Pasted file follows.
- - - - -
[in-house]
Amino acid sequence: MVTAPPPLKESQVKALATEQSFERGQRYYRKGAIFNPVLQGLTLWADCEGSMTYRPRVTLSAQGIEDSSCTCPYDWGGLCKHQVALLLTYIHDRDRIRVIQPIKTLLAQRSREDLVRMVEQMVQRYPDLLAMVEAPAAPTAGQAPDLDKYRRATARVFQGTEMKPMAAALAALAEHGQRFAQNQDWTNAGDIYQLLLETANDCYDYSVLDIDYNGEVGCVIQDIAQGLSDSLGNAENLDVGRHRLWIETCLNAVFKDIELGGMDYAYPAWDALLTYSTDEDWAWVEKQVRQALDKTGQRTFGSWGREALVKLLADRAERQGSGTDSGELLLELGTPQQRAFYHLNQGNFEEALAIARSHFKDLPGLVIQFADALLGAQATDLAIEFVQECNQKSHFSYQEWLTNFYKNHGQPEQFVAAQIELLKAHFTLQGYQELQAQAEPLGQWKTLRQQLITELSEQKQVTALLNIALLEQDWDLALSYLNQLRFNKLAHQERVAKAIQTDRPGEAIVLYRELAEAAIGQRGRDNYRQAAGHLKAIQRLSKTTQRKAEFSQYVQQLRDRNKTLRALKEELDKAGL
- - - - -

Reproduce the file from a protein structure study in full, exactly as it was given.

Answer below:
[in-house]
Amino acid sequence: MVTAPPPLKESQVKALATEQSFERGQRYYRKGAIFNPVLQGLTLWADCEGSMTYRPRVTLSAQGIEDSSCTCPYDWGGLCKHQVALLLTYIHDRDRIRVIQPIKTLLAQRSREDLVRMVEQMVQRYPDLLAMVEAPAAPTAGQAPDLDKYRRATARVFQGTEMKPMAAALAALAEHGQRFAQNQDWTNAGDIYQLLLETANDCYDYSVLDIDYNGEVGCVIQDIAQGLSDSLGNAENLDVGRHRLWIETCLNAVFKDIELGGMDYAYPAWDALLTYSTDEDWAWVEKQVRQALDKTGQRTFGSWGREALVKLLADRAERQGSGTDSGELLLELGTPQQRAFYHLNQGNFEEALAIARSHFKDLPGLVIQFADALLGAQATDLAIEFVQECNQKSHFSYQEWLTNFYKNHGQPEQFVAAQIELLKAHFTLQGYQELQAQAEPLGQWKTLRQQLITELSEQKQVTALLNIALLEQDWDLALSYLNQLRFNKLAHQERVAKAIQTDRPGEAIVLYRELAEAAIGQRGRDNYRQAAGHLKAIQRLSKTTQRKAEFSQYVQQLRDRNKTLRALKEELDKAGL